First of all, thanks very much for the feedback you all gave me on my graph of ideas. I wasn’t quite aware of how many people are interested in this sort of stuff. I now have lots of great ideas for new projects which will keep me busy for a long while. I must say making the graphs is the easy part – it is obtaining the data which takes time. I’ve made a note of all of your suggestions and will try to create something out of them soon. If you haven’t already, you can submit an idea here. I read them all.
There were a great number of comments about my last graph and so I’ll try to answer the main questions here. I think many of them were from people who hadn’t actually read the post at all but went straight to the graphic with whatever catch line someone shared along with it. It was reposted at Gizmodo, Spiegel.de, Business Insider and FlowingData.com all of whom omitted the very important caveats I listed in the post. Please read the original post for the full discussion. These were a few of the common themes to the criticisms I saw floating around the interwebs:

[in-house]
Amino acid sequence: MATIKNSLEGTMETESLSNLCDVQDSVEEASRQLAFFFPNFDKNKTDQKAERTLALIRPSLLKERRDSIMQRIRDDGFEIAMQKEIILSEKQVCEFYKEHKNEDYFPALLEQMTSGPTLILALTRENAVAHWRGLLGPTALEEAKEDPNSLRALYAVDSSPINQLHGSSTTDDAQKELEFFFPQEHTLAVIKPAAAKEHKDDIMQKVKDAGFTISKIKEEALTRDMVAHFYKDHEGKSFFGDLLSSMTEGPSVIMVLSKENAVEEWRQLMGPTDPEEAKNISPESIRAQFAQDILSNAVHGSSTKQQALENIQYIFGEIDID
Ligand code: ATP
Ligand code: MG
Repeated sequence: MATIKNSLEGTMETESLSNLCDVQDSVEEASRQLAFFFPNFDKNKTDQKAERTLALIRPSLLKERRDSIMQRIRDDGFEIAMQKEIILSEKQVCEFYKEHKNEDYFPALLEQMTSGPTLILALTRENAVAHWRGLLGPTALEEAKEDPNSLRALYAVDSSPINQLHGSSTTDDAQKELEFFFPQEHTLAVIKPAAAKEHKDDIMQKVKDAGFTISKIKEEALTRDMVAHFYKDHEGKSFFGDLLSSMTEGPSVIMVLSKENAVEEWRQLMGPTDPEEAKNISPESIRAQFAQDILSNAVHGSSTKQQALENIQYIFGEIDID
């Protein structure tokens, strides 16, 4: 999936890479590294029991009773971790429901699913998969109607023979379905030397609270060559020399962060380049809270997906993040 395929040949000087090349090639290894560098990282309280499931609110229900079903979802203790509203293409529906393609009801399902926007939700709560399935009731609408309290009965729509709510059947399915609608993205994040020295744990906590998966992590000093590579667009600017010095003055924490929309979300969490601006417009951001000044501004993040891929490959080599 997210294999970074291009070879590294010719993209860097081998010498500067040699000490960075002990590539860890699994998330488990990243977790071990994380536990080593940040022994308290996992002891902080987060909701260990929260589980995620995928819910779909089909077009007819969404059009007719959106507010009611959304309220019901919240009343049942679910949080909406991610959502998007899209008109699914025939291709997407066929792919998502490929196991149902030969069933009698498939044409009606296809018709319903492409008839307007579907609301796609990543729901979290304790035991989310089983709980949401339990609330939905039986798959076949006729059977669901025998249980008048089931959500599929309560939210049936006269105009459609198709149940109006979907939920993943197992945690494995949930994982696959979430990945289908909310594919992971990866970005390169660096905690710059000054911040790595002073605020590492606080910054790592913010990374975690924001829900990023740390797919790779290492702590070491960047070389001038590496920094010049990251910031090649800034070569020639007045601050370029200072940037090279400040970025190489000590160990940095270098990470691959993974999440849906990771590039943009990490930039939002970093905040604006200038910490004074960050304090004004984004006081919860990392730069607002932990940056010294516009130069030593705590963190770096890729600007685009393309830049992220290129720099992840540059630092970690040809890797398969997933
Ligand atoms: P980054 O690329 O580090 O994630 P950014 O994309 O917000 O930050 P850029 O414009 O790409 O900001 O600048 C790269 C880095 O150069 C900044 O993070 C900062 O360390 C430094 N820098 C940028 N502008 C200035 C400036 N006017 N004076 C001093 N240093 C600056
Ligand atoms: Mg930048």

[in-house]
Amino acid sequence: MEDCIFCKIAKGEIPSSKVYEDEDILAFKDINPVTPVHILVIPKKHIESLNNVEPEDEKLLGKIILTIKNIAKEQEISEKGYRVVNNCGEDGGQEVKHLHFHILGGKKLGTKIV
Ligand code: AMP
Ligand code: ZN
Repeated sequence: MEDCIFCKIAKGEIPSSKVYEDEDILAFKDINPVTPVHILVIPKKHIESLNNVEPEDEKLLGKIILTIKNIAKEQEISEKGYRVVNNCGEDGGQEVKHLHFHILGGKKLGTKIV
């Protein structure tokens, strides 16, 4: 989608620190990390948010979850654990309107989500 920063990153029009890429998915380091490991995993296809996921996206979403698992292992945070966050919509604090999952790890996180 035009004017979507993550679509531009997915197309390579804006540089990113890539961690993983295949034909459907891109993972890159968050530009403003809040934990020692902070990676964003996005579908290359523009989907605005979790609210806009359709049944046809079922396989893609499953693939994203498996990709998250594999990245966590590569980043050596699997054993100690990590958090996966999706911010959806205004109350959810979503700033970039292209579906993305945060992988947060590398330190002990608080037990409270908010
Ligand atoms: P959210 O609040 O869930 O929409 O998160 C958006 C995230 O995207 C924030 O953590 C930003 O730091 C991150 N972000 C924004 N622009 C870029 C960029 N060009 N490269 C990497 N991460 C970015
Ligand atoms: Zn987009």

“It is way too biased towards Western ideas.”
– Yes, see point one of the original blog post. I simply plotted what Wikipedia (dbpedia) gave me – of course it is biased, like any dataset and this was stated.
“Where are all of the musicians and artists?”
– See original blog post. Artists don’t have the available information in the Wiki info-boxes (well except some, see bottom left, green part). I hope to make a musician/artist graph soon!
“The title is very misleading.”